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Here’s a fun fact — most of your data are just noise. But that’s not your fault. In a world that requires a pretty high filter to extract the signal from the noise around us, the same holds true for our data. And if you haven’t had a chance to read my first blog post about not all data are created equal or watch the snack break, I’d encourage you to take a look.
There was a popular film from the 70s about Sherlock Holmes called The Seven-Per-Cent Solution. I have my own data sleuthing theory that I think of as the nine percent solution. It goes like this: most customers I encounter only need about nine percent of their data. In that nine percent are things like behavior and propensity to buy. The vast amount of the data organizations collect, however, just sits there collecting dust.
For a long time, marketers have been told that they need a 360-degree view of the customer. So they collect data from sales, services, accounting, operations, third-party data providers, and so on. They’ve ended up with a lot of data—so much so, that marketers began to focus more on how they would store their data (e.g., data mart, data warehouse, data lake) than how they would use it. But if you’ve re-created your data lake in your customer data platform (CDP), you’ve made a terrible mistake.
A CDP isn’t intended to house all your data. Instead, it should be designed to filter out noise in favor of signals. Signals are those data that actually drive marketing outcomes, like increasing customer lifetime value or improving customer engagement. Behavioral data is a signal. Content affinity is a signal. And these signals, taken together, are what create meaningful experiences for your customers.
A customer data platform is a lot different than a data warehouse. A data warehouse is capable of holding a truly staggering amount of data. Billions of records. Thousands of fields. Years of history. But the sheer volume of the data in the warehouse makes it impossible to use that data in all the places you need to. And let’s forget about any notion of real-time availability. Personalization-at-scale and the future of marketing require marketers to be much more nimble than a data warehouse can possibly accommodate, which is often at least part of the motivation for acquiring a CDP in the first place.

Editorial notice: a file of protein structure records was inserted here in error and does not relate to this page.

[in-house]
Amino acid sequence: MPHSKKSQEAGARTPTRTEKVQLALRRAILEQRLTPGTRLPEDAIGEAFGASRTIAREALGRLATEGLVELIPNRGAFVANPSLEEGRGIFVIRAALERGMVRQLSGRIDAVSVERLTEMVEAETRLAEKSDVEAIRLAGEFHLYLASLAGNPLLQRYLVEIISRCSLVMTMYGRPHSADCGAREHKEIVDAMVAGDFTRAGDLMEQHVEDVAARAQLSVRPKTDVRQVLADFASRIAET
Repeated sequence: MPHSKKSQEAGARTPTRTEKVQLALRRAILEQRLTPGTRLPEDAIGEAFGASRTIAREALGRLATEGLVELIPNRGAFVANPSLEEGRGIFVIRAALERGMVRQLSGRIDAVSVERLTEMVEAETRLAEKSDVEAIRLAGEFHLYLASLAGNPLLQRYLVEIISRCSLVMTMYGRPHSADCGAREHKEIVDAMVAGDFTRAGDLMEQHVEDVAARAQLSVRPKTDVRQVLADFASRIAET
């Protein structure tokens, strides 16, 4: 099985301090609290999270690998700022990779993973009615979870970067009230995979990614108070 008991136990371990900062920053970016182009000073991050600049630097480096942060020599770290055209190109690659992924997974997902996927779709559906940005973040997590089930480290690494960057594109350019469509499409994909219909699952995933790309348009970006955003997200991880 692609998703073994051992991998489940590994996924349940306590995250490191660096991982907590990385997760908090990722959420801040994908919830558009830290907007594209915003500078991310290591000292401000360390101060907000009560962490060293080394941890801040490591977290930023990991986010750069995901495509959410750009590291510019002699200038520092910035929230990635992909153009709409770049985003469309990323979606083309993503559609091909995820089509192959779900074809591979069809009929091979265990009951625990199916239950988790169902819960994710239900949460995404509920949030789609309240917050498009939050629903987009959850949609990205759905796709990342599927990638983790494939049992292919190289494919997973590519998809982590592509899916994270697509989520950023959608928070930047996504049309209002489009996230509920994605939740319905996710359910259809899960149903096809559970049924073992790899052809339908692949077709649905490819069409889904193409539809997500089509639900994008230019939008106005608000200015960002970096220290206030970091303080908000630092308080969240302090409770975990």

If you’re not careful, you could still end up with an abundance of noise in your CDP if you intend to use it as a data warehouse. Instead, you should think of a CDP as an intelligence and activation center. Across all the marketers I’ve worked with, after bringing in hundreds of fields on their users, they only end up using about 9% of them. This means that most of the time you spent wrangling data, you could have been wrangling customers.
You can’t buy proprietary data like propensity to buy, content affinities, or predictive behaviors. And you can’t afford to spend months sifting through mountains of data to find it. The best metric for a marketing technology investment is time to value: How long does it take before an investment begins to deliver value to our business and to our customers? Lytics identifies the signals in your business data that reveal affinities and predictive behaviors and puts them to work in your marketing campaigns and content recommendations almost immediately. Compare that to earlier data analytics initiatives, where you’d still be stuck in the extraction, transformation, and loading (ETL) phase of the project after three weeks, make that 3 months or even 3 years! (Yes, I have had that experience.)
While three weeks sounds fast, and it is, your business needs to be providing all visitors and customers with personalized experiences out of the gate. The world has changed, COVID-19 made the transition to online business almost complete. Organizations don’t have time to enter digital transformation slowly. Personalized content is what differentiates brands, creates meaningful experiences, and drives higher engagement. With Lytics, you can begin delivering these personalized experiences out of the box, without unpacking a warehouse full of data.
Using the wrong data can box your customers into broad segments that never feel personal. Having the right data out of the box is like having Sherlock Holmes on your side to tell you everything important that you need to know about your customers. And the importance of knowing your customers is an elementary truth that every marketer can agree on.
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